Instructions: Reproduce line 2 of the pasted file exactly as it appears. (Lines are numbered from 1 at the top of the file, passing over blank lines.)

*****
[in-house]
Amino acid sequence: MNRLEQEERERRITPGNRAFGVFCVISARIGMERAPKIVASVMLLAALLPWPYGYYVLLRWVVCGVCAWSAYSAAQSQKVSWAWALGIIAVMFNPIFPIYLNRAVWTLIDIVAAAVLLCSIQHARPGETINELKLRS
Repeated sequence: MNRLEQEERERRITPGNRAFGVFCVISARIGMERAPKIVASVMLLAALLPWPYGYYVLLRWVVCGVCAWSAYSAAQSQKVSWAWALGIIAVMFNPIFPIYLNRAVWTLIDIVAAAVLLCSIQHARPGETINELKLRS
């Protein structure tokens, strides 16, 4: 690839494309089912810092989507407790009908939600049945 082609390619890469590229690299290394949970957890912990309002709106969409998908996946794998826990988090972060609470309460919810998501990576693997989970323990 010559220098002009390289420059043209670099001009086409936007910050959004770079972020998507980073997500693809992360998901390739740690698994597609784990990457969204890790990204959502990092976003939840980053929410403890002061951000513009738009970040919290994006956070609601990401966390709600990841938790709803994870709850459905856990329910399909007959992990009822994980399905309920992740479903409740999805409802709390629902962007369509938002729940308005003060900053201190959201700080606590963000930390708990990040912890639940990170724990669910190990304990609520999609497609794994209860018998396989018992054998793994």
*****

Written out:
Amino acid sequence: MNRLEQEERERRITPGNRAFGVFCVISARIGMERAPKIVASVMLLAALLPWPYGYYVLLRWVVCGVCAWSAYSAAQSQKVSWAWALGIIAVMFNPIFPIYLNRAVWTLIDIVAAAVLLCSIQHARPGETINELKLRS